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Fermentation

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adam margelot

on 23 April 2010

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Transcript of Fermentation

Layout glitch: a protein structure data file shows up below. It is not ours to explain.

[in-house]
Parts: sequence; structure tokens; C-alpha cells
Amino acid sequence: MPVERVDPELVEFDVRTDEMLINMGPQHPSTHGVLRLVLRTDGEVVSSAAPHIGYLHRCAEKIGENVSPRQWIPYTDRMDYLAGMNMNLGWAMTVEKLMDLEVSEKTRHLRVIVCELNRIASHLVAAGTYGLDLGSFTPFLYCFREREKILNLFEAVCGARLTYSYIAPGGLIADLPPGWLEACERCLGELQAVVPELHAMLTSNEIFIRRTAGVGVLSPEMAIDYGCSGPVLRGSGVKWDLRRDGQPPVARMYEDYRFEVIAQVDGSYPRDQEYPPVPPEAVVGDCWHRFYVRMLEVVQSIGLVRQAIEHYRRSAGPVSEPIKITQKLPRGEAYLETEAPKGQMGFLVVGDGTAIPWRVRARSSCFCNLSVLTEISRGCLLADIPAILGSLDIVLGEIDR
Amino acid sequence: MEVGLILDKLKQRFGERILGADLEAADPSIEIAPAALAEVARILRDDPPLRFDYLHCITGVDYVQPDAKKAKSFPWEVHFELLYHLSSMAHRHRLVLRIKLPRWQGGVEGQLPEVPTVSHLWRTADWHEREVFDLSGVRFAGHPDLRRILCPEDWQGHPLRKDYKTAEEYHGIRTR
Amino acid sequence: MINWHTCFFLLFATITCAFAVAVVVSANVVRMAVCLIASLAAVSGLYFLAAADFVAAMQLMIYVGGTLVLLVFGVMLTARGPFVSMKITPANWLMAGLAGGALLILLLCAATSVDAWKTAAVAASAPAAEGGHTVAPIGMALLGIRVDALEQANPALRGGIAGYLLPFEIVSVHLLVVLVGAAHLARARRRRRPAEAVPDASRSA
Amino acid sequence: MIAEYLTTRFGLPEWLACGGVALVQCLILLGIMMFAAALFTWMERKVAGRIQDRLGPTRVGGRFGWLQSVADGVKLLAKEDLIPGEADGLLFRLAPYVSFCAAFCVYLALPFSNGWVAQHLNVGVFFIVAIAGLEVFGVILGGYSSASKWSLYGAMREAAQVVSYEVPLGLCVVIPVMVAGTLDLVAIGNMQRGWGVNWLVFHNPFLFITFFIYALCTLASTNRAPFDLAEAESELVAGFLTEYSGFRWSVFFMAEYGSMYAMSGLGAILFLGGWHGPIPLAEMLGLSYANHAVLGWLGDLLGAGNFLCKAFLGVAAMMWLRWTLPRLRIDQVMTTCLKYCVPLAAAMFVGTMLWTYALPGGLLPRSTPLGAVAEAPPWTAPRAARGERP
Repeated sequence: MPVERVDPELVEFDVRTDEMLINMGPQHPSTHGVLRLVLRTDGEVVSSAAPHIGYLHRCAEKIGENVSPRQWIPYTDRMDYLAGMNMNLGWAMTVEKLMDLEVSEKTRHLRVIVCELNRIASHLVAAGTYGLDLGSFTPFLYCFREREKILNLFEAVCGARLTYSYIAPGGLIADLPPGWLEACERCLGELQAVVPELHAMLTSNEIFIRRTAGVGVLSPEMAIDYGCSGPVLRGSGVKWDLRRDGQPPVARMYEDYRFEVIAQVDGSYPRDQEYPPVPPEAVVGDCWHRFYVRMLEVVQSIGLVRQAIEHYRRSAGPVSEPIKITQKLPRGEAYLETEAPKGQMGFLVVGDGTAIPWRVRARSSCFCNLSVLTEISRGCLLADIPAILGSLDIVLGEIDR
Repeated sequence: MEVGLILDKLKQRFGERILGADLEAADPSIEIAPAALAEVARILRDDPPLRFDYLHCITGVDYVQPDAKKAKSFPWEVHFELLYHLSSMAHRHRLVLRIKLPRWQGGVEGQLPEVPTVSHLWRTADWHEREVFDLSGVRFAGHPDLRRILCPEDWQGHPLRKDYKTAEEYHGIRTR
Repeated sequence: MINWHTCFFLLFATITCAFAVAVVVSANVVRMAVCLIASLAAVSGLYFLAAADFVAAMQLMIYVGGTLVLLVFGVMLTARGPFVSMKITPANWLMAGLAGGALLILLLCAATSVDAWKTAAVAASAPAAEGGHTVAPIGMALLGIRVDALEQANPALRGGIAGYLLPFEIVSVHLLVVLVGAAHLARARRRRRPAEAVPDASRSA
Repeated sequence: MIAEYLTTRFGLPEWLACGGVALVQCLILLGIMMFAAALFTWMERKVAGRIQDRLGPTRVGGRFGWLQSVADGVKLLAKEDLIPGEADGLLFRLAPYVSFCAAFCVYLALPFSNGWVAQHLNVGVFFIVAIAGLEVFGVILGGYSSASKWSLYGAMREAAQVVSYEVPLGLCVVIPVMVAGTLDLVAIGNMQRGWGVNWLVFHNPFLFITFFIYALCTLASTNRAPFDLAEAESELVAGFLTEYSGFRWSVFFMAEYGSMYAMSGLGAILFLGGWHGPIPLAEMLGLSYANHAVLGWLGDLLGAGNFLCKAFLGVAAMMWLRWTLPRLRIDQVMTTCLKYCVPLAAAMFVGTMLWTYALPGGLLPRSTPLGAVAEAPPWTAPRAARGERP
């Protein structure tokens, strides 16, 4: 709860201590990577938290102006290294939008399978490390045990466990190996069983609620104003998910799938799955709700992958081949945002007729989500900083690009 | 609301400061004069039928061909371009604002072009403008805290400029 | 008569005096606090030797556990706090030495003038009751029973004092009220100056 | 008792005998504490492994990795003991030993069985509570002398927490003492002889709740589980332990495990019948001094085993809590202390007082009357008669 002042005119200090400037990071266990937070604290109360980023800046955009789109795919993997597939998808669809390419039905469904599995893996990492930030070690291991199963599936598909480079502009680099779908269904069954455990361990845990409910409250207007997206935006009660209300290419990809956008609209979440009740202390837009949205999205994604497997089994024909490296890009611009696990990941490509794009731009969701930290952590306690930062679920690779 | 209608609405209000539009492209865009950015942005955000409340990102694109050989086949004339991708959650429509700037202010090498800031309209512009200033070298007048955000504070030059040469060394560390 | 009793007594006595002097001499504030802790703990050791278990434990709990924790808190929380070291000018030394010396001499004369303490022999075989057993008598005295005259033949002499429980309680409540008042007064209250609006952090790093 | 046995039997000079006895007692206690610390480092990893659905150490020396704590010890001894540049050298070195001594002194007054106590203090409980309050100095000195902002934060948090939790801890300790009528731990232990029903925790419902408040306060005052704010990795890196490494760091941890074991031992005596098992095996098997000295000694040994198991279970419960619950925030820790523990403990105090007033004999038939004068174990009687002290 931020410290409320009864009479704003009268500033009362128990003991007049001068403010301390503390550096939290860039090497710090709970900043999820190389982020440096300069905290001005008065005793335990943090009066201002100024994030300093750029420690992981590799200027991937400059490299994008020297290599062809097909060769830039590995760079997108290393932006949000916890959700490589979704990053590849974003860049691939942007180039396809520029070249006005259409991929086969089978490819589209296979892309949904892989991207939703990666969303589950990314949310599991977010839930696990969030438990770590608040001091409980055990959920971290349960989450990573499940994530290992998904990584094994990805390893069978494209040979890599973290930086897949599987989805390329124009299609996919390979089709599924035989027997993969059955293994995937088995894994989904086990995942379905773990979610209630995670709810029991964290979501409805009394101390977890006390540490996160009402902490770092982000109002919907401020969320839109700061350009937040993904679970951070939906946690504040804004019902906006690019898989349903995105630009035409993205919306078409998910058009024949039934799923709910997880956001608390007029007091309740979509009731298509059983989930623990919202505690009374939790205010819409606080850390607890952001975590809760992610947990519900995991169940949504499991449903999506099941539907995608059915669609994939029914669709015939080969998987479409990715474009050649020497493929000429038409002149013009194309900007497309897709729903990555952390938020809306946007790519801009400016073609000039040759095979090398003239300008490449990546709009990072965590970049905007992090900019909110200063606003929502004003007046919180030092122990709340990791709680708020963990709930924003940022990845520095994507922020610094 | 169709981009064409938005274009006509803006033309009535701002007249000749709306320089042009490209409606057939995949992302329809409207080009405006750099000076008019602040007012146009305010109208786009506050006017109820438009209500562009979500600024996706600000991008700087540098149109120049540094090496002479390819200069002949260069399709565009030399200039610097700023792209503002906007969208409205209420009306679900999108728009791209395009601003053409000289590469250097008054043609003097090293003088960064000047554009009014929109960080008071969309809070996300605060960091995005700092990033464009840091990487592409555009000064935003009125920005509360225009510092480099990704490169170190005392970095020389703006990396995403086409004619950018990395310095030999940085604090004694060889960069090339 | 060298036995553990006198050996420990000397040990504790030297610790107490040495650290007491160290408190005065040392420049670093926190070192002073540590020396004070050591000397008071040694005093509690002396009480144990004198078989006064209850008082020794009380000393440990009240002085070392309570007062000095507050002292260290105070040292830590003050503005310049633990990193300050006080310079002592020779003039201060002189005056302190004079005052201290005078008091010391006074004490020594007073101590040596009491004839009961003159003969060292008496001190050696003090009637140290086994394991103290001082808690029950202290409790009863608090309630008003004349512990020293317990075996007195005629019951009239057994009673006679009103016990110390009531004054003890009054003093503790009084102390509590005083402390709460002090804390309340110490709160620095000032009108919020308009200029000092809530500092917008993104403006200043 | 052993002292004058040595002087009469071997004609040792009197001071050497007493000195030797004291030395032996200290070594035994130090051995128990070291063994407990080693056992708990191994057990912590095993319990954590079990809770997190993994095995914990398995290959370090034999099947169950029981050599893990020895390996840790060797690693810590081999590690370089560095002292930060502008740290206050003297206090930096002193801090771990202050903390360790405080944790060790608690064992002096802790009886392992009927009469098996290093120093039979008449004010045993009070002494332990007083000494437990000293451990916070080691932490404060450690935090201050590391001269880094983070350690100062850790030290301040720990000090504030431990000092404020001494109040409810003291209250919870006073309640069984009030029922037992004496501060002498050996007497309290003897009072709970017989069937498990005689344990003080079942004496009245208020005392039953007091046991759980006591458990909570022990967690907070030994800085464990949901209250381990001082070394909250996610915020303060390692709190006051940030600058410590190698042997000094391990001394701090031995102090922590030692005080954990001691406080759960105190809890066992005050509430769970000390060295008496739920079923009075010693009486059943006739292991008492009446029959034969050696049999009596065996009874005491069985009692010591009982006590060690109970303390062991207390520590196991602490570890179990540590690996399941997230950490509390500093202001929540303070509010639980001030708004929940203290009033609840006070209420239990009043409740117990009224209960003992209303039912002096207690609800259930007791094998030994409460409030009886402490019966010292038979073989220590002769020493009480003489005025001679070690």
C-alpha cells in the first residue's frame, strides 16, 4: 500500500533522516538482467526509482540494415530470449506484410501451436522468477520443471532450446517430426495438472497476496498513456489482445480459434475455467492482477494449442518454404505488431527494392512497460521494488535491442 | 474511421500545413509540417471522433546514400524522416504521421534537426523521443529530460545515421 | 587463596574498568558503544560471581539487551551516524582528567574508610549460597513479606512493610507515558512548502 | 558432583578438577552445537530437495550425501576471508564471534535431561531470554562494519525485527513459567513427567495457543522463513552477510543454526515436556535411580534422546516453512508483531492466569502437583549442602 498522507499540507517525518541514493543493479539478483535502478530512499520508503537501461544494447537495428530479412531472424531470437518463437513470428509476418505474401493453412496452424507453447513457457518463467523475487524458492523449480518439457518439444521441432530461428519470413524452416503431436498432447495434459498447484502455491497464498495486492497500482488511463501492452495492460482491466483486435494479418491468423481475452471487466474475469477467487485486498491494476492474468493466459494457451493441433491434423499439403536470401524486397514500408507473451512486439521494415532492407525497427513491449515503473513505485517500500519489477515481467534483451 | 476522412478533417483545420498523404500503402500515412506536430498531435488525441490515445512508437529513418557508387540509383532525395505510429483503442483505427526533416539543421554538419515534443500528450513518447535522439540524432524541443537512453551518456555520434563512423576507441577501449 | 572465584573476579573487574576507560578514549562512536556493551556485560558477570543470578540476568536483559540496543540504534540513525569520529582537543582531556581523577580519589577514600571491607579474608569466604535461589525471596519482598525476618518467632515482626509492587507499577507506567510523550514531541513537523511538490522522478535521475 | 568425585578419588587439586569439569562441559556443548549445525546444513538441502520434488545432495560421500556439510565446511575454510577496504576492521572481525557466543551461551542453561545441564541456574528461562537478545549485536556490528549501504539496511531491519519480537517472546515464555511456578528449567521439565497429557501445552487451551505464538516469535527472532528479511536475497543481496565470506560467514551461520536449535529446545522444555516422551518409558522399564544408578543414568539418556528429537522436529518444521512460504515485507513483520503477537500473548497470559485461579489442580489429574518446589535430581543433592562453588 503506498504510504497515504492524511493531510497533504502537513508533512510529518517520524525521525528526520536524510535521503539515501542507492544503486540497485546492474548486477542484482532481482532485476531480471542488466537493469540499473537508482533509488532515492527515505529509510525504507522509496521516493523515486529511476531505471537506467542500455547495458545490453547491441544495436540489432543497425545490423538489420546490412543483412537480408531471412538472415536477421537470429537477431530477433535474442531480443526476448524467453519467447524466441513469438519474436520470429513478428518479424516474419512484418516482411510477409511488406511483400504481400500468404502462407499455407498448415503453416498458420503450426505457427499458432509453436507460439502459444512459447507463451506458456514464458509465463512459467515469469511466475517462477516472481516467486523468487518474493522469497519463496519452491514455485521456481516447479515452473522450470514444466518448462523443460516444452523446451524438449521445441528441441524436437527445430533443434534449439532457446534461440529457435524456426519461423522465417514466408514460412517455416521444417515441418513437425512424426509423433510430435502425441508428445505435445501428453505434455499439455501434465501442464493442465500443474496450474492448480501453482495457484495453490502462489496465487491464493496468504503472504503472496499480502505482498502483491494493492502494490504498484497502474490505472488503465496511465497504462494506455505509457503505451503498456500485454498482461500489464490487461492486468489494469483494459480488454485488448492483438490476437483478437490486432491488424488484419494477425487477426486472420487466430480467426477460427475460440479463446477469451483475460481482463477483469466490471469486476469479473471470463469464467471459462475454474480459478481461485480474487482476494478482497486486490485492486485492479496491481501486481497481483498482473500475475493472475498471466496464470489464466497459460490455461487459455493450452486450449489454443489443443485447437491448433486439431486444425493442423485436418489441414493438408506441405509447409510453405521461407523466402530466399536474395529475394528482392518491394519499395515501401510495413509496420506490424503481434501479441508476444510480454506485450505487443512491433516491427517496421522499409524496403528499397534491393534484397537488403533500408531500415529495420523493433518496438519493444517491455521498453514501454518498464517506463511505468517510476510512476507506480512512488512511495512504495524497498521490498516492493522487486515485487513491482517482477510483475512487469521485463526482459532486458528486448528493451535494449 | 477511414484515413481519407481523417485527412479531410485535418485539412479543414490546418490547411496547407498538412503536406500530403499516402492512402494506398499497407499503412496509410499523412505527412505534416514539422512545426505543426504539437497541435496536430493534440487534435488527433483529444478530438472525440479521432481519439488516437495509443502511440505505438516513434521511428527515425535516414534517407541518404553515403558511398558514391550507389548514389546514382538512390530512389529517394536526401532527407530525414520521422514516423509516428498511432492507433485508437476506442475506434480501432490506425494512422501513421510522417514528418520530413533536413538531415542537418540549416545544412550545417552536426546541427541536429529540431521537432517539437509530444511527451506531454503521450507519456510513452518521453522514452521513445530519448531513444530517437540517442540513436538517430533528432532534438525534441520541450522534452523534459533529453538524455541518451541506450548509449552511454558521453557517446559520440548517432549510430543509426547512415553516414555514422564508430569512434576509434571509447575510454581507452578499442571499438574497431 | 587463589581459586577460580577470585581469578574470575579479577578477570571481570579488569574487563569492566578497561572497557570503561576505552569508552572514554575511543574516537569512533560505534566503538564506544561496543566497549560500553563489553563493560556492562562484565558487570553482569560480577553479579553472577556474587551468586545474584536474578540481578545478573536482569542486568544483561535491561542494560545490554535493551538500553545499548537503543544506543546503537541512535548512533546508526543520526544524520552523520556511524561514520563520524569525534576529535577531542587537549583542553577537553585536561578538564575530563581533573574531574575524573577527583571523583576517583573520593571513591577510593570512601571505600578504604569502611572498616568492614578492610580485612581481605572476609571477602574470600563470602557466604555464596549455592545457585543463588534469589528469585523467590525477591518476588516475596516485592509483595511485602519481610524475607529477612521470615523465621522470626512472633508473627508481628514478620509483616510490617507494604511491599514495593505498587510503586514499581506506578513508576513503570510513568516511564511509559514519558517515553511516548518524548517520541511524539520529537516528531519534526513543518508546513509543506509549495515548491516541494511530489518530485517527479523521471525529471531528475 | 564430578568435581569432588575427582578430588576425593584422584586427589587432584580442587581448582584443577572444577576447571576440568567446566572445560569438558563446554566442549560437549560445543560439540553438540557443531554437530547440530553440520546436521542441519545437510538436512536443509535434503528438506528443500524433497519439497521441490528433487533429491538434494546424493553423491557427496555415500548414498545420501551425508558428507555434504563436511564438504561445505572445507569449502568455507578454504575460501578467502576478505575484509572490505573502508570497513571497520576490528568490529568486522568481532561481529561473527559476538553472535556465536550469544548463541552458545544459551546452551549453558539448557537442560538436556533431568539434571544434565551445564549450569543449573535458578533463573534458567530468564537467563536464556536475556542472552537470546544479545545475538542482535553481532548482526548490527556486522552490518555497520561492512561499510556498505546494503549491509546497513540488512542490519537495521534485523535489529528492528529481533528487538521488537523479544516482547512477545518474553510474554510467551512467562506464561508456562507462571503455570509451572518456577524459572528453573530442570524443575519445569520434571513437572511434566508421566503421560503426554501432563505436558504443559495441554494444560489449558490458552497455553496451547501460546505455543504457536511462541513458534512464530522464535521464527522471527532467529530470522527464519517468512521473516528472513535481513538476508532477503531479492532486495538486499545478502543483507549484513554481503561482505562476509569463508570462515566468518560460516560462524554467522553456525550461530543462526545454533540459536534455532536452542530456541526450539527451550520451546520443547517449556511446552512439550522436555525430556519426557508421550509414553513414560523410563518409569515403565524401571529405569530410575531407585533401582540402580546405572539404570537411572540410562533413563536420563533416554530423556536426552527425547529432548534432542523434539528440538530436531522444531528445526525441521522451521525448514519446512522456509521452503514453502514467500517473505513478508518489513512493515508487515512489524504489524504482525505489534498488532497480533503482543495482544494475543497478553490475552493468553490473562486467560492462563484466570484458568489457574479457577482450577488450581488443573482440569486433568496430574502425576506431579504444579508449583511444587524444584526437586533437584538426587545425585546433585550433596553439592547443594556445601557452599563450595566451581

Fermentation Methods To begin the experiment we first had to gather the six test tubes, three beakers, and rubber tubing, next we place the water in three of the six test tubes and all three beakers, along with the rubber tubing inside of the upside down test tube and marked with a wax pencil where the water line in the tubes was. Following this we put one ml of distilled water into all three remaining tubes, along with another three ml of yeast solution in each tube. Following this we placed three ml of corn syrup in tube one, then placed the rubber tubing in the tube. In test tube two we place five ml of corn syrup and place the rubber tubing inside as well. Test tube three we placed seven ml of corn syrup and again placed the rubber tubing inside the test tube. Following this we placed the tubes one, two, and three into the incubation bath at a temperature of 42 degrees Fahrenheit. From this point on we marked on the tubes with only water where the water line was, we continued this process for 25 minutes. Doing this allowed us to measure CO2 levels every five minutes and get an accurate reading. This led us to the conclusion of our experiment, and allowed us to determine whether or not our hypothesis was accurate. Materials We used many materials throughout this experiment. We needed three rubber tubing’s, six test tubes, and three beakers. Also we needed one ml of distilled water for three test tubes, a total of three ml. Three ml of yeast solution for three test tubes, a total of nine ml’s. Also we needed three ml’s of corn syrup for tube one, five ml’s of corn syrup for tube two, and seven ml’s of corn syrup for tube three, a total of fifteen ml’s of corn syrup was needed. We also needed a wax pencil and ruler to measure the CO2 levels, as well as an incubation bath. This concludes the materials that were needed to complete this experiment. Discussion Our group data did not quite support the hypothesis that we came up with. We hypothesized that the tube that contained the most corn syrup would produce more carbon dioxide. When looking at our data, you can see that Tube 2 and Tube 3 have numbers that are just about the same. Tube 2 contained five ml of corn syrup and Tube three had seven ml. If you take a look at the graph, you can see the line for Tube 2 and Tube 3 fall pretty much on top of each other. This showed the data for Tubes 2 and 3 were about the same. There were unexpected results that showed when doing this experiment. The unexpected results were that Tube 2 and 3 were almost identical. We figured that the more corn syrup there was, the better fermentation would show. Results According to our hypothesis tube 3 did have the highest Co2 level; therefore our hypothesis was proven correct. After the data was recorded we realized that tube 2 and tube 3 increased at just about the same rate, but tube 3 was slightly higher. Conclusion Two weaknesses that could have introduced potential error in our data would have been if we did not check on the tubes every 5 minutes for 20 minutes. If we would not have checked on them for the stated time, our data could have come out differently. Another error could have been if we did not add the right amount of yeast. If we had added less yeast to one tube than the other, it could have changed our data. If we were able to perform this experiment again and do something different, we would change the temperature of the water. Introduction In food manufacture, yeast is used to cause fermentation and leavening. The fungi feed on sugars, producing alcohol (ethanol) and carbon dioxide in beer, and wine manufacture, the former is the desired product in baking the latter. In sparkling wines and beer some of the carbon dioxide is retained in the finished beverage. The alcohol produced in bread making is driven off when the dough is baked. The fermentation of wine is initiated by naturally occurring yeasts present in the vineyards. One yeast cell can ferment approximately its own weight of glucose per hour (Yeast). The purpose for this experiment was for our group to figure out the carbon dioxide levels. Our hypothesis for this experiment was that the tube that had the most corn syrup would produce more carbon dioxide. The independent variable was the corn syrup in which Tube 1 had 3mL, Tube 2 had 5 mL, and Tube 3 had 7 mL. The dependent variable was the carbon dioxide levels. Tube 1 was the control group of our experiment. The constant variables were the distilled water of 1 ml, the yeast solutions which was 3 ml, the temperature of the water, the day of the experiment, and the time.
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